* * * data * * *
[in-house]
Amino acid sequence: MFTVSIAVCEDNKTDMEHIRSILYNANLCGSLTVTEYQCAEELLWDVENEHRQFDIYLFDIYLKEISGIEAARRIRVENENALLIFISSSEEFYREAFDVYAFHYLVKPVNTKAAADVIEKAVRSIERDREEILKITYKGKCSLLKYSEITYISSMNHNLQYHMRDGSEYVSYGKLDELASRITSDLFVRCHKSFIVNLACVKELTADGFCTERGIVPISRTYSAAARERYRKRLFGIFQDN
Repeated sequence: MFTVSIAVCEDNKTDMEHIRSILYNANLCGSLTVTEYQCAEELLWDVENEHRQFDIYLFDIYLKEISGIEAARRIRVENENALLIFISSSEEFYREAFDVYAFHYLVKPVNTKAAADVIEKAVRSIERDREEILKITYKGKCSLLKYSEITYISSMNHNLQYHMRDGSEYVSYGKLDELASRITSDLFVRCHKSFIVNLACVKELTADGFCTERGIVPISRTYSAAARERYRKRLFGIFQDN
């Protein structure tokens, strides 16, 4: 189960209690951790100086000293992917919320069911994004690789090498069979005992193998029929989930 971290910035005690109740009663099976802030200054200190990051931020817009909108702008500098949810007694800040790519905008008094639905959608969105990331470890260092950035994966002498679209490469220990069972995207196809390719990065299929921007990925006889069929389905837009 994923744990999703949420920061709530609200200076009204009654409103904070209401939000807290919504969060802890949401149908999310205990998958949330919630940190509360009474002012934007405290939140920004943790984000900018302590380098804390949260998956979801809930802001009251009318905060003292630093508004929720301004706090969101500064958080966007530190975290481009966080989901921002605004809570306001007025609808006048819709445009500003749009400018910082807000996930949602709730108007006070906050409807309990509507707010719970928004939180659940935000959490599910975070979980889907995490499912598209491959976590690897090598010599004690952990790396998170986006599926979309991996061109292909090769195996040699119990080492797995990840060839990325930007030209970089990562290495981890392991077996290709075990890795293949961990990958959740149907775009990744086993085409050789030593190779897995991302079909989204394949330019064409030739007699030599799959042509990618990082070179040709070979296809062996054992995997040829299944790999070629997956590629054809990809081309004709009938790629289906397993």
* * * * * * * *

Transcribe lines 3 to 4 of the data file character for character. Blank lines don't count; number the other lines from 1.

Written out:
Repeated sequence: MFTVSIAVCEDNKTDMEHIRSILYNANLCGSLTVTEYQCAEELLWDVENEHRQFDIYLFDIYLKEISGIEAARRIRVENENALLIFISSSEEFYREAFDVYAFHYLVKPVNTKAAADVIEKAVRSIERDREEILKITYKGKCSLLKYSEITYISSMNHNLQYHMRDGSEYVSYGKLDELASRITSDLFVRCHKSFIVNLACVKELTADGFCTERGIVPISRTYSAAARERYRKRLFGIFQDN
């Protein structure tokens, strides 16, 4: 189960209690951790100086000293992917919320069911994004690789090498069979005992193998029929989930 971290910035005690109740009663099976802030200054200190990051931020817009909108702008500098949810007694800040790519905008008094639905959608969105990331470890260092950035994966002498679209490469220990069972995207196809390719990065299929921007990925006889069929389905837009 994923744990999703949420920061709530609200200076009204009654409103904070209401939000807290919504969060802890949401149908999310205990998958949330919630940190509360009474002012934007405290939140920004943790984000900018302590380098804390949260998956979801809930802001009251009318905060003292630093508004929720301004706090969101500064958080966007530190975290481009966080989901921002605004809570306001007025609808006048819709445009500003749009400018910082807000996930949602709730108007006070906050409807309990509507707010719970928004939180659940935000959490599910975070979980889907995490499912598209491959976590690897090598010599004690952990790396998170986006599926979309991996061109292909090769195996040699119990080492797995990840060839990325930007030209970089990562290495981890392991077996290709075990890795293949961990990958959740149907775009990744086993085409050789030593190779897995991302079909989204394949330019064409030739007699030599799959042509990618990082070179040709070979296809062996054992995997040829299944790999070629997956590629054809990809081309004709009938790629289906397993």